They exited on opposite sides of the truck. As Mikki came around the front of the truck, she asked, “Hey, Floyd! You wanna hand?”
“Nothing. I just asked if you wanted a hand.”
She held up a severed hand she had dislodged from the truck’s grill. Apparently one of the creepers that briefly made the acquaintance of Freedom’s new plow had left a memento behind. Mikki tossed at Floyd, who let it bounce off his chest and land on the ground.
“You seriously need help. You know that, dontcha, Mikki?”
“Well, when the creepers is all gone and the world goes back to normal, you can pay to send me to therapy.”
“Ha! Ain't enough money in all the world to pay for that much therapy.”
They checked out the two cars before heading over to the stores. The first one was completely empty. Nothing useful appeared to be inside. They moved over to the second car and suddenly a child’s face plastered itself against the inside of the window. Mikki jumped back and Floyd nearly had a heart attack. I’m getting too old for this shit, he thought.
The kid inside appeared to have been a little boy, maybe about nine years old. Unlike other brain-eaters, he looked more like a mummy than a zombie. Central Casting must have sent him to the wrong movie lot. His skin was so dry, it was peeling off his face and his dried-out eyes were sunken inside their sockets.
“Geez,” Mikki commented, “Don't parents know not to leave their kids locked in a car in the heat?”
They headed toward the record store as the raisin kid kept banging against the window. He couldn't open the door so they left him there. No sense wasting ammo.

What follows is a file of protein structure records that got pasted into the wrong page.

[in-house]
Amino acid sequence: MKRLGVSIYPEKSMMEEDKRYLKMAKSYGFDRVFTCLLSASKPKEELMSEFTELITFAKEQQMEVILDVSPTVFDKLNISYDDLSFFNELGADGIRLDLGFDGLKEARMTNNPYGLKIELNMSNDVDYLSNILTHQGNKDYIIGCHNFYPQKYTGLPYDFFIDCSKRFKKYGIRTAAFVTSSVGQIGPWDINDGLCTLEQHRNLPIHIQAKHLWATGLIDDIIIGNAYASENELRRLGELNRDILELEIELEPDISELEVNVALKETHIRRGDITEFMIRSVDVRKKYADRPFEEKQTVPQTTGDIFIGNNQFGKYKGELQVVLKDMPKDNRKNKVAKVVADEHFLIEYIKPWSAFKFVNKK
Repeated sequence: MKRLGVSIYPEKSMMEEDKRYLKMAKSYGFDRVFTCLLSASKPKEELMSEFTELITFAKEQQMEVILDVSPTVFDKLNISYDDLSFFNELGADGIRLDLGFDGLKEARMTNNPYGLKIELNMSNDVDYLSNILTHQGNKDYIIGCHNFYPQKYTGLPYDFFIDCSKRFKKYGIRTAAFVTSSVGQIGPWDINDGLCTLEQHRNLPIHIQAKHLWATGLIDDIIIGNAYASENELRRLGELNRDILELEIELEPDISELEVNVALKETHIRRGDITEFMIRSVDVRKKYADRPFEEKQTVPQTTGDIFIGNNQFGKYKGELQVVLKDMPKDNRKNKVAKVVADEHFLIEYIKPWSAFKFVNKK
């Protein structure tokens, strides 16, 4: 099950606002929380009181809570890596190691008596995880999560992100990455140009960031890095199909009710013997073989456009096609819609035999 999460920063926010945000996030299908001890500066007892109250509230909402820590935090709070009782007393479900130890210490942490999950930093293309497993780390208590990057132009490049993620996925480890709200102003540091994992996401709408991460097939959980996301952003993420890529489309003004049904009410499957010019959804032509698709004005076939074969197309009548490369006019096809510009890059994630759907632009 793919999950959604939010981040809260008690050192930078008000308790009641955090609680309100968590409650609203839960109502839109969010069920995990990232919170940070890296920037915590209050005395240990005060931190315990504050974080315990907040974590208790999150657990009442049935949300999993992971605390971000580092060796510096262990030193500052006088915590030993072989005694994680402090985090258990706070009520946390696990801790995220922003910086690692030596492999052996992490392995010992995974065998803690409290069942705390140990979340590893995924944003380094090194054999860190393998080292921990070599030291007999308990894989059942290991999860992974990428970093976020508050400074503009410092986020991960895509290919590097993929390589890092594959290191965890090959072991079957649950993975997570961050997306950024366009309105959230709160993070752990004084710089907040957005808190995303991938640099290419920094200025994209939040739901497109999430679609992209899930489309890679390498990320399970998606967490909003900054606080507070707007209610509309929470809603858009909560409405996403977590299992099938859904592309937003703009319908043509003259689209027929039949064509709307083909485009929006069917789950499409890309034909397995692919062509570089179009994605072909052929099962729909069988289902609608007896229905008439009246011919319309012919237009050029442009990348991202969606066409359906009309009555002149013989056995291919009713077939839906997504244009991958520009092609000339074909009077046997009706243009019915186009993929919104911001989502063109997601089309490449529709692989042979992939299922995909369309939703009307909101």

There was a large, unbroken glass window in front of the store. Faded and peeling posters highlighting several bands were rotting inside the display. The front door was unlocked, so Floyd turned the knob and slowly pushed in the door. They both jumped when the door triggered an assembly of tinny little bells that went off jingling right above their heads. Mikki almost blasted them but somehow managed to keep her finger from squeezing the trigger.
“Damn!” she said softly.
Almost immediately, Floyd was attacked by one of the ugliest little Chihuahuas he had ever seen. The hideous little beast barreled down on him from around a corner, yapping its sick little yelps all the way. Floyd thought the bug-eyed little freaks were ugly enough when they were alive, but to see those bulbous peepers covered in gooey white film was beyond sick and wrong. The little rat-dog chomped onto Floyd’s ankle and wouldn’t let go.
“What the hell? Why do these damn things always head straight for me?” Floyd whined.
“I heard once that animals can smell stupidity.”
“That's fear! They can smell fear!”
“Either, or. Whatever fits.”
“What? You ain’t gonna blow us up now?”
“I ain't wasting a grenade on his little doggy ass! Now, you whip up another creeper bear or some kinda giant mutated sewer rat and I’ll use one of your grenades to take it out.”
“Careful what you wish for. And I told you, you ain't taking my grenades.”
“Yes, sir! Mr. Man, sir!”
“And stop saying that!”
Mikki snickered inside her helmet. A creeper came around the corner of one of the shelves of music CDs and headed straight for them. Floyd took it out with a quick blast to the head. Another soon followed and this time, Mikki did the honors. They walked up and down each aisle, but there were no more to worry about. Throughout the whole thing, little Popeye clung furiously to Floyd’s ankle, growling a sickly little growl.